Eritrean law does not have prohibitions on child pornography. Additionally, research did not find whether there are laws regulating the use of children in illicit activities.

Minimum age for voluntary military service is not applicable to Eritrea because all citizens age 18 to 40 have the compulsory duty of performing Active National Service under the Proclamation on National Service No. 82/1995.(15)

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The Government has established institutional mechanisms for the enforcement of laws and regulations on child labor, including its worst forms (Table 5).

Table 5. Agencies Responsible for Child Labor Law Enforcement

Organization/Agency Role
Ministry of Labor and Human Welfare Investigate labor abuses, including child labor.(8)
Popular Army Perform night patrols and refer cases of commercial sexual exploitation of children or other exploitative practices to the Eritrean Police.(1, 25)
Eritrean Defense Forces Refer cases of the worst forms of child labor to the Eritrean Police or the Ministry of Labor.(1, 25)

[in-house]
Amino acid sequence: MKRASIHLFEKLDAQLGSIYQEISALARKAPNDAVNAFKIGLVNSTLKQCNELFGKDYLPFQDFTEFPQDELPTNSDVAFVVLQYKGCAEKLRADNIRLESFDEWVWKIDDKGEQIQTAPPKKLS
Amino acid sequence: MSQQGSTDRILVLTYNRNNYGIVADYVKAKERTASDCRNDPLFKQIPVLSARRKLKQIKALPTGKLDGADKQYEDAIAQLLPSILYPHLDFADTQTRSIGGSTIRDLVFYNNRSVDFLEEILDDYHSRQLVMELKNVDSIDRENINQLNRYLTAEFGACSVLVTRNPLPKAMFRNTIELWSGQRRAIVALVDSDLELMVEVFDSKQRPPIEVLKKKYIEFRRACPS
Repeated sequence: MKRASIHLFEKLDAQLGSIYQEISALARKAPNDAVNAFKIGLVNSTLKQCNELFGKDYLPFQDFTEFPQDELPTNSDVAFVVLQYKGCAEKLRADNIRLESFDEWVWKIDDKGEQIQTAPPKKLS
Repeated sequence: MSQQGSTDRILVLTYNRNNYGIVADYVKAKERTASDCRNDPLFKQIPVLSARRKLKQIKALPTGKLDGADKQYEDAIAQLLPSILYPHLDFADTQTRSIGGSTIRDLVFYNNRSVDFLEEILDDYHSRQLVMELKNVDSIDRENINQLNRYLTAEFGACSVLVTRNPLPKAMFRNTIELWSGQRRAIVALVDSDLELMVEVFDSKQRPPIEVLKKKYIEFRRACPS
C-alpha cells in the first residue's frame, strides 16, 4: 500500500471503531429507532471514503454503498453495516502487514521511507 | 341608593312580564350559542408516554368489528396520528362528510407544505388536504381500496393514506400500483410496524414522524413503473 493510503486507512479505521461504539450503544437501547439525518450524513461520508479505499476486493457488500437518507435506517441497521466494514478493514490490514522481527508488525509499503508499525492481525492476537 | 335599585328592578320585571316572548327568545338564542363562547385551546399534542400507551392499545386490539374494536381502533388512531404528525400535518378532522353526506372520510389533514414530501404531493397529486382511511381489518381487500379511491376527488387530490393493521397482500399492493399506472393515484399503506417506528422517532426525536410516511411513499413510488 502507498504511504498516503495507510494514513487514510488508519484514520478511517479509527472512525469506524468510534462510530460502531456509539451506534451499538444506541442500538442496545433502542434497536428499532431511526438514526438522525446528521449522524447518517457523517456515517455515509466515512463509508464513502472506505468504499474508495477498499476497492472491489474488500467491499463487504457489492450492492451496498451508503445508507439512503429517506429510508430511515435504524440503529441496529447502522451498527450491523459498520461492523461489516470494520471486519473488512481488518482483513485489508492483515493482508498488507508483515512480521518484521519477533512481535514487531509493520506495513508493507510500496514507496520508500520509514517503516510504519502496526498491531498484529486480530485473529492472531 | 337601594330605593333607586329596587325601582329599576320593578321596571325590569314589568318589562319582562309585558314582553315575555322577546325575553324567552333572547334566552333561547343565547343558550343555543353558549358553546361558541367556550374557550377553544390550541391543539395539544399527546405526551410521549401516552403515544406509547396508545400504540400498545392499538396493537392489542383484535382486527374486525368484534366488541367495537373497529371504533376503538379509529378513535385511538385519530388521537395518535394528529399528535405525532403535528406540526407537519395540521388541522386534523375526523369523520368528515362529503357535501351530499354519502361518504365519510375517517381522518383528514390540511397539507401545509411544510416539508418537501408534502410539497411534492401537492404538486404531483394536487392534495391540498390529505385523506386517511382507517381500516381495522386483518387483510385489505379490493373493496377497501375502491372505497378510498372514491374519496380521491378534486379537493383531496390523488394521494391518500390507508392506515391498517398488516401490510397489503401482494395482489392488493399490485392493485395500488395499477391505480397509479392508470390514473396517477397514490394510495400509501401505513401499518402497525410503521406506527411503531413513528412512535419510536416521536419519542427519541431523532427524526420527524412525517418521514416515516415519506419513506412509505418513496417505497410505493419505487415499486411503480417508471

Eritrean Police Enforce laws and investigate referred cases of child trafficking and commercial sexual exploitation of children.(1, 25)
National Security Administration Work with the Eritrean police to combat the commercial sexual exploitation of children.(8)

Research found no evidence that law enforcement agencies in Eritrea took actions to combat child labor, including its worst forms.

Labor Law Enforcement

In 2014, no information was available regarding the number and training of labor inspectors, the number and type of labor inspections, child labor law violations, and citations or penalties issued.(14)

Criminal Law Enforcement

In 2014, no information was available regarding the number and training of investigators, the number of investigations, prosecutions, and convictions related to the worst forms of child labor.(14)

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Research found no evidence that the Government has established mechanisms to coordinate its efforts to address child labor, including its worst forms.

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The Government of Eritrea has established policies related to child labor, including its worst forms (Table 6).

Table 6. Policies Related to Child Labor

Policy Description
The National Plan of Action on Child Labor and National Program of Action on Children Prevent child labor and support victims by reintegrating them with families, communities, and schools.(1) Incorporated into a Comprehensive Child Policy and the UN Strategic Partnership Cooperation Framework.(25)